About collaboratives

Building on global traditions of collective giving to improve lives and strengthen communities.
A colorful mosaic depicts a person handing a flower to another.
Photo by Giulia May via Unsplash
FAQ

Mosaics of generosity

Collaborative funds are powerful reminders that we can be much more than the sum of our parts. When givers align their energy, generosity, and hope toward a common goal, the results can be extraordinary.  Dive into the questions below to learn more.

Generosity is a universal human impulse, and like-minded givers have long found ways to come together to achieve shared goals. But there is nothing natural about giving effectively at a large scale or ensuring resources are directed where they are needed most.

Donor collaboratives are philanthropic organizations that bring givers together, supply deep subject matter expertise, and channel resources to the people and nonprofits best positioned to accelerate progress on complex, systemic issues such as poverty, climate change, racial equity, and global health.

Collaboratives are among the fastest growing segments of philanthropy. Through research commissioned by the Bill & Melinda Gates Foundation, the Bridgespan Group identified more than 400 collaborative giving platforms in 2022, with more than half of them formed since 2010. Most are based in the US and Europe although they are also increasingly popular in India, parts of Africa, and elsewhere.

Donor collaboratives take a range of approaches that evolve based on the needs of communities and the donors who support them. Most collaboratives follow one of three models:

  • Issue-focused: This model targets specific topics or objectives, such as improving maternal health or combating climate change, and directs philanthropic dollars toward promising solutions. 

  • Curated: This model draws on strong networks and deep subject-matter expertise to identify high-impact funding opportunities. The collaboratives curate those options based on their strategic fit with donors’ passions and interests. 

  • Competition-based: Several popular donor collaboratives hold competitions among social innovators and community-based organizations as a way to identify and fund promising solutions to pressing issues.


Donor collaboratives take many forms and focus their giving on a range of issues. What they have in common is a collective purpose to address the needs of the individuals, communities, and nonprofits on the front lines of social issues.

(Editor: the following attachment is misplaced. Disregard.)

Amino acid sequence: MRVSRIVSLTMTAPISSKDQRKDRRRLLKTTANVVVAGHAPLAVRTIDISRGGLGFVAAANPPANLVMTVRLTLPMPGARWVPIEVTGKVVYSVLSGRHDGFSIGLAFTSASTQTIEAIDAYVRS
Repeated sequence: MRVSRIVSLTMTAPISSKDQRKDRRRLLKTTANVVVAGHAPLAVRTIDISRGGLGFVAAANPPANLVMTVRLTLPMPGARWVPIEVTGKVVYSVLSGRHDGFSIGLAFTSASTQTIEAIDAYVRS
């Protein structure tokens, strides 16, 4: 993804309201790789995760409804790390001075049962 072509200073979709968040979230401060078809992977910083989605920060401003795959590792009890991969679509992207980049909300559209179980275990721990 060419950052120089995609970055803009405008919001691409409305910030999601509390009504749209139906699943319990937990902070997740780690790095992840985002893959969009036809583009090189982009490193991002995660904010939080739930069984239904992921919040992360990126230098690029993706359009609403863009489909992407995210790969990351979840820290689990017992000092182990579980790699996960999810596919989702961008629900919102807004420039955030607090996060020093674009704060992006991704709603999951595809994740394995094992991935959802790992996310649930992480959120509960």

Recent research identified hundreds of collaboratives that have collectively channeled more than US$20 billion to social causes, from ending neglected tropical diseases and childhood poverty, to advancing gender equality—and noted their capacity to do much more. 

For grantees, collaboratives can open doors to new funding opportunities, reduce dependency on a single large donor, and streamline reporting processes by reducing the need to report results separately to multiple individual funders.

For donors, collaboratives provide the opportunity to learn from other givers, engage with trusted experts, and support high impact organizations ranging from intergenerational movement organizers to social innovators on the cusp of the next breakthrough.

The specialized knowledge, skills, and relationships that collaboratives possess enable them to bring donor attention to community leaders and organizations that they might not otherwise encounter.

How do collaboratives advance equity?

70%

In a 2022 survey of collaborative leaders, the most frequently cited focus areas were gender equity and racial and ethnic justice. Over 70% of funds described racial and ethnic equity or gender equity as a “core” or “intentional” focus of their work.

58%

That emphasis is also reflected in the diversity of leaders and staff at collaboratives. Collaboratives are far more likely to have leaders of color than traditional philanthropic organizations, with 58% of individuals in the top role identifying as a person of color. These funds are also more likely to be led by women or gender non-binary individuals.

Who gives through collaboratives?

A rapidly expanding community of philanthropists are embracing collaboratives to achieve their goals—from long-time donors seeking to diversify their giving portfolio to newer donors who want to explore new and more effective ways to accelerate their giving.   
A close up of Strive and Tsitsi Masiyiwa smiling. Strive (left) wears a royal blue polo shirt under a grey suit jacket. Tsitsi (right) wears a red and white patterned shirt with large white earrings.
Strive and Tsitsi Masiyiwa
African entrepreneurs and philanthropists Strive and Tsitsi Masiyiwa use the power of collective giving to complement their broader philanthropic work on the continent. Mr. and Mrs. Masiyiwa have participated in Co-Impact’s Gender Fund. Their organization, Higherlife Foundation, also collaborates with END Fund to implement initiatives in Zimbabwe.
Philanthropists Rohini Nilekani (left) and Nandan Nilekani (right) smile. Rohini holds Nandan’s left arm in warm embrace.
Nandan and Rohini Nilekani
Rohini and Nandan Nilekani embrace the power of collective giving to address critical needs globally, by supporting a number of collaboratives such as Co-Impact, the India Climate Collaborative, Co-Develop and Dasra, a venture philanthropy fund that invests in non-profit organizations in India. 
Philanthropists Lynn Schusterman (left) and daughter Stacy Schusterman (right) smile, with Stacy’s arm around Lynn’s shoulders.
Schusterman Family Philanthropies
Schusterman Family Philanthropies supports Blue Meridian Partners and Collaborative for Gender + Reproductive Equity as part of its work to advance racial, gender, and economic equity. The family also partners with the Collective Future Fund, which works to eliminate violence against women.